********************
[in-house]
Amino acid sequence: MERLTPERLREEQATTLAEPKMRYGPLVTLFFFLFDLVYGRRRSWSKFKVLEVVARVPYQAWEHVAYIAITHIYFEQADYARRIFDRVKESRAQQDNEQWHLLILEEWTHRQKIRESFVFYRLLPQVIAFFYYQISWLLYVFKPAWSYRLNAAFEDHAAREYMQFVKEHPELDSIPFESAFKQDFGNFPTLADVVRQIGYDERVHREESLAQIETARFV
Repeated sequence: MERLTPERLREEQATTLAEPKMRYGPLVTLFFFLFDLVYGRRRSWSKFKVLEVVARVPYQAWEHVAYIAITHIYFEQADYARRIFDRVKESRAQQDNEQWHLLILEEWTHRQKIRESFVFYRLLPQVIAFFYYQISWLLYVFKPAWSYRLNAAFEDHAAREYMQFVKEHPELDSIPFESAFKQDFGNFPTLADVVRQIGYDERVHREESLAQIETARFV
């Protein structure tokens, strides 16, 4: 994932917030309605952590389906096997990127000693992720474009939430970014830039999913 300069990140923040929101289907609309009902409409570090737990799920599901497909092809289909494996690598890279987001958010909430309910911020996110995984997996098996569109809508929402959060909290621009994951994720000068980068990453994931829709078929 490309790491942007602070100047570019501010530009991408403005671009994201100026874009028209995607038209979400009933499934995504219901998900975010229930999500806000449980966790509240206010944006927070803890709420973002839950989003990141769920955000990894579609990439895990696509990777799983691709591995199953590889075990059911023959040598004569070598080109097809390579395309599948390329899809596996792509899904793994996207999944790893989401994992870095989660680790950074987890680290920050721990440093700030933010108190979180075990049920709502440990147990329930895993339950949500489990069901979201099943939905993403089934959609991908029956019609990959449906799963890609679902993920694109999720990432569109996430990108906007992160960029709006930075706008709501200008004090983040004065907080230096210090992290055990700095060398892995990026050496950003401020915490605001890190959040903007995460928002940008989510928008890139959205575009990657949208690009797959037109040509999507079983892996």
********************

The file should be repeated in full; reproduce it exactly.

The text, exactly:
[in-house]
Amino acid sequence: MERLTPERLREEQATTLAEPKMRYGPLVTLFFFLFDLVYGRRRSWSKFKVLEVVARVPYQAWEHVAYIAITHIYFEQADYARRIFDRVKESRAQQDNEQWHLLILEEWTHRQKIRESFVFYRLLPQVIAFFYYQISWLLYVFKPAWSYRLNAAFEDHAAREYMQFVKEHPELDSIPFESAFKQDFGNFPTLADVVRQIGYDERVHREESLAQIETARFV
Repeated sequence: MERLTPERLREEQATTLAEPKMRYGPLVTLFFFLFDLVYGRRRSWSKFKVLEVVARVPYQAWEHVAYIAITHIYFEQADYARRIFDRVKESRAQQDNEQWHLLILEEWTHRQKIRESFVFYRLLPQVIAFFYYQISWLLYVFKPAWSYRLNAAFEDHAAREYMQFVKEHPELDSIPFESAFKQDFGNFPTLADVVRQIGYDERVHREESLAQIETARFV
């Protein structure tokens, strides 16, 4: 994932917030309605952590389906096997990127000693992720474009939430970014830039999913 300069990140923040929101289907609309009902409409570090737990799920599901497909092809289909494996690598890279987001958010909430309910911020996110995984997996098996569109809508929402959060909290621009994951994720000068980068990453994931829709078929 490309790491942007602070100047570019501010530009991408403005671009994201100026874009028209995607038209979400009933499934995504219901998900975010229930999500806000449980966790509240206010944006927070803890709420973002839950989003990141769920955000990894579609990439895990696509990777799983691709591995199953590889075990059911023959040598004569070598080109097809390579395309599948390329899809596996792509899904793994996207999944790893989401994992870095989660680790950074987890680290920050721990440093700030933010108190979180075990049920709502440990147990329930895993339950949500489990069901979201099943939905993403089934959609991908029956019609990959449906799963890609679902993920694109999720990432569109996430990108906007992160960029709006930075706008709501200008004090983040004065907080230096210090992290055990700095060398892995990026050496950003401020915490605001890190959040903007995460928002940008989510928008890139959205575009990657949208690009797959037109040509999507079983892996």